This book is horrifying and thought provoking. Faith in our justice system is one of tenets of our society. We should strive for the ideal that ojustice in this cointry rises above petty prejudices, that it demands accountability and accuracy from expert witnesses. That any person walking into a courtroom will leave with the verdict they deserve. While I’m certainly not naive enough to think that our system is infallible, seeing just how far we are from that heady ideal is devastating. This book serves as a reminder that the system is a creature of habit, and change will come more quickly if we begin to sit up and take notice.

An advance copy of this book was provided by the publisher via NetGalley in exchange for an honest review.

Book Review: The Portable Frederick Douglass

The Portable Frederick Douglass by Frederick Douglass, Henry Louis Gates (Editor), John Stauffer (Editor)

It being Black History Month (and considering the state of current events), I think I picked the perfect time to read this book. This Penguin Classic Edition is a collection of Douglass’ best and most famous writings.

The book is divided into four parts: Autobiographical (which includes his seminal work: Narrative of the Life of Frederick Douglass, an American Slave), fictional (his lone foray into fiction is The Heroic Slave, about Madison Washington and the Creole Slave Revolt), Speeches, and Journalism.The material covers from 1845 (Narrative, his first piece), through the 1890s (Shortly before his death in 1895).

Douglass’ writing is straightforward and erudite. His portrayals of slave life are vivid and arresting. His arguments are forcefully made and thoroughly worked out. This man is a born orator, and a succinct and powerful writer. I feel a bit guilty for not having read much of his work before now. It is also unnerving how relevant many of his topics are in the present day.

The Fugitive Slave act of 1850 meant that slaves who managed to escape from the South could still be hunted down, even if they managed to flee to a state where slavery was outlawed. The bar for sending someone back was depressingly low; two white witnesses simply had to attest that the person in question was, indeed, a runaway slave; no hard evidence necessary. Further, their victim was unable to speak in their own defense, the testimony of an African American being inadmissible in court at the time. This brings strongly to mind the sanctuary cities cropping up all over the nation; areas which offer safe spaces for undocumented immigrants to live and work without fear of being ripped away from their lives and families. Had such areas existed in the United States in the era of slavery, the fate of many escaped slaves may have been different.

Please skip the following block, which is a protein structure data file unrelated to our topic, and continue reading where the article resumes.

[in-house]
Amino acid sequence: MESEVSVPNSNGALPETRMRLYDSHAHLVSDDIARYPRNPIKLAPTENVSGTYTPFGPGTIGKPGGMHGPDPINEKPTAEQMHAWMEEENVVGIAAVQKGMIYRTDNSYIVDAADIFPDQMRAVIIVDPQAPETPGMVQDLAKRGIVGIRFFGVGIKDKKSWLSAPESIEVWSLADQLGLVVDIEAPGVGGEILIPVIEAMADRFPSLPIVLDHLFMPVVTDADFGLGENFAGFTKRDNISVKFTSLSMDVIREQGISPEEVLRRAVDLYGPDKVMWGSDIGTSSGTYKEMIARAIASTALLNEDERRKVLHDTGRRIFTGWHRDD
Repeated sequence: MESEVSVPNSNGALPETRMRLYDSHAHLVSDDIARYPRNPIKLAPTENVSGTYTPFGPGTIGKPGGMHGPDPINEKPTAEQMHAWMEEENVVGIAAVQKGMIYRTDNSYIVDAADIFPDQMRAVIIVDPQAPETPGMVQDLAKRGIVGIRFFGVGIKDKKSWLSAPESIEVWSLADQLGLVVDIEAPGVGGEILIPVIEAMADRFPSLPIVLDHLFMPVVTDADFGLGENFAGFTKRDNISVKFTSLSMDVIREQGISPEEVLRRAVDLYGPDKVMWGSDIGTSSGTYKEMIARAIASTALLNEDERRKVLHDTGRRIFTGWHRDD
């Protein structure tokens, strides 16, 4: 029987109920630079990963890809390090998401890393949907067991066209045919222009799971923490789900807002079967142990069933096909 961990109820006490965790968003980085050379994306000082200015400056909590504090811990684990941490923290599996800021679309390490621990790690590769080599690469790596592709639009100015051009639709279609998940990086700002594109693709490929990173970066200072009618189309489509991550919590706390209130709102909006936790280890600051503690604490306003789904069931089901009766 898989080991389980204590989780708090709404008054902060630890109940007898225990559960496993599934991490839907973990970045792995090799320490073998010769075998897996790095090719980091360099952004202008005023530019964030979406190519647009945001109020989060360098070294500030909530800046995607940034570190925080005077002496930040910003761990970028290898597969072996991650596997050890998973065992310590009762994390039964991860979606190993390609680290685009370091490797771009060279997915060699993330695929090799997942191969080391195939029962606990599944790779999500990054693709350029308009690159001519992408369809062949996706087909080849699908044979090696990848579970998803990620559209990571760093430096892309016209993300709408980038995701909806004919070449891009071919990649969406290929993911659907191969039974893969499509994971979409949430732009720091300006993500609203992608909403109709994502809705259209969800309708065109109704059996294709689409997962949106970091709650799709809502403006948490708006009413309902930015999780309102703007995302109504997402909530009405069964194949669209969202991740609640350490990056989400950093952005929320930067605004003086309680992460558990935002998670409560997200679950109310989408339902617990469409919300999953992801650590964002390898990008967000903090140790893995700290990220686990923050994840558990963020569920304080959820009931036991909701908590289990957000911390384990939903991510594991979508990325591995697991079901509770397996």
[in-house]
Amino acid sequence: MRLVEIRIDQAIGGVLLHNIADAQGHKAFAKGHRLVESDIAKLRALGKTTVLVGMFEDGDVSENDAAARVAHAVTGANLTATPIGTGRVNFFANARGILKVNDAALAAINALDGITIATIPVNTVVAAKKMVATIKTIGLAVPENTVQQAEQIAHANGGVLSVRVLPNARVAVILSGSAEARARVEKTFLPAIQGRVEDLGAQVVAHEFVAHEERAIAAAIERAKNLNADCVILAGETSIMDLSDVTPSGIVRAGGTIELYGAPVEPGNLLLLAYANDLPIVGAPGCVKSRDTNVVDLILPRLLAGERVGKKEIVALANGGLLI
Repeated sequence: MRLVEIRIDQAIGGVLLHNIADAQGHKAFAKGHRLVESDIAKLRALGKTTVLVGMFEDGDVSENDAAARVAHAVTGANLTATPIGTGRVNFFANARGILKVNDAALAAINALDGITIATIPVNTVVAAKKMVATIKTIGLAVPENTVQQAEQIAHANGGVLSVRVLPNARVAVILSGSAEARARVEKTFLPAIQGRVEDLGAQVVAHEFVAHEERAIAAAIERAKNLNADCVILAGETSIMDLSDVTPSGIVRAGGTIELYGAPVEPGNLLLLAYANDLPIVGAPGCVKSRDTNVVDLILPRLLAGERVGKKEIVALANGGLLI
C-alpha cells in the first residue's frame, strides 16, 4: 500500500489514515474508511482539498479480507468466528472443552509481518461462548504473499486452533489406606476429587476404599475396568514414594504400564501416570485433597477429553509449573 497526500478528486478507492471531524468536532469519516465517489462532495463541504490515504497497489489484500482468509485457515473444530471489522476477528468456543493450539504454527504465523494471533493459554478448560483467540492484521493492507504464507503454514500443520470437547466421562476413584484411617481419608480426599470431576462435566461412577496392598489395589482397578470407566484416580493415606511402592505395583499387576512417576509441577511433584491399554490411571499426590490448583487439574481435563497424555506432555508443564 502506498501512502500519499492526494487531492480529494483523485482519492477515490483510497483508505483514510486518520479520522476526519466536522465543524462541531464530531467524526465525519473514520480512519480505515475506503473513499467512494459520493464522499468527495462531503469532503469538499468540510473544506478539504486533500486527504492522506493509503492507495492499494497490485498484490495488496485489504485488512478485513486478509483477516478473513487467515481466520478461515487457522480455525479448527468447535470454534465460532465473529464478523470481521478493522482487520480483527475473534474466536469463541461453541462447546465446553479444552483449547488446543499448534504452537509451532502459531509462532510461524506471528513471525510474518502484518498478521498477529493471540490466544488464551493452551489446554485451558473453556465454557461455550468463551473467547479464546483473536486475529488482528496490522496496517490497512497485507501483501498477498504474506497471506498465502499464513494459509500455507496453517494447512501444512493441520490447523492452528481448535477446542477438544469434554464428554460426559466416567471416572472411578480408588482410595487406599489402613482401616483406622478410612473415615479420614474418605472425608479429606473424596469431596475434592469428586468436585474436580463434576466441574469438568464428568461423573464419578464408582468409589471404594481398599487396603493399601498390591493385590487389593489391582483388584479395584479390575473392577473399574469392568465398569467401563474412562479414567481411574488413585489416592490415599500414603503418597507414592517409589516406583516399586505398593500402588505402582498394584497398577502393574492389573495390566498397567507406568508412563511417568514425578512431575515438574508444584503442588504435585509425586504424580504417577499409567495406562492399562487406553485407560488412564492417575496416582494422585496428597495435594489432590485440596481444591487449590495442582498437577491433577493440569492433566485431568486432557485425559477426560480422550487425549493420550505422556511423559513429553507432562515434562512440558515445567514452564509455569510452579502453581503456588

Douglass also reserves special ire for the Church. While a believer himself, he boldly calls out the hypocrisy of the emphatically religious who profess their adherence to the tenets of Christianity, while at the same time treating their fellow man as something less than human. Douglass also has quite a bit to say about those who use the bible to justify their hate and institutionalize bigotry. If this sounds like many of the “religious freedom” laws cropping up in states across the United States, it’s because the arguments are basically the same. Now, however, Christianity is being used primarily to target LGBT+ individuals, and codify a second-class citizenship into our country’s laws.

In these troubled times, it is both wonderful and terrible to read something written so long ago that still resonates so strongly in the present day. I feel that no matter your political leanings, this is an incredibly important book. Hopefully it will be widely read in the coming years. It is always helpful to step back as a nation and ask “Are we moving forwards?” Or are we simply covering injustices in slightly altered costume, under the guise of adhering to tradition?

A copy of this book was provided by the publisher via Goodreads in exchange for an honest review. The Portable Frederick Douglass is currently available for purchase.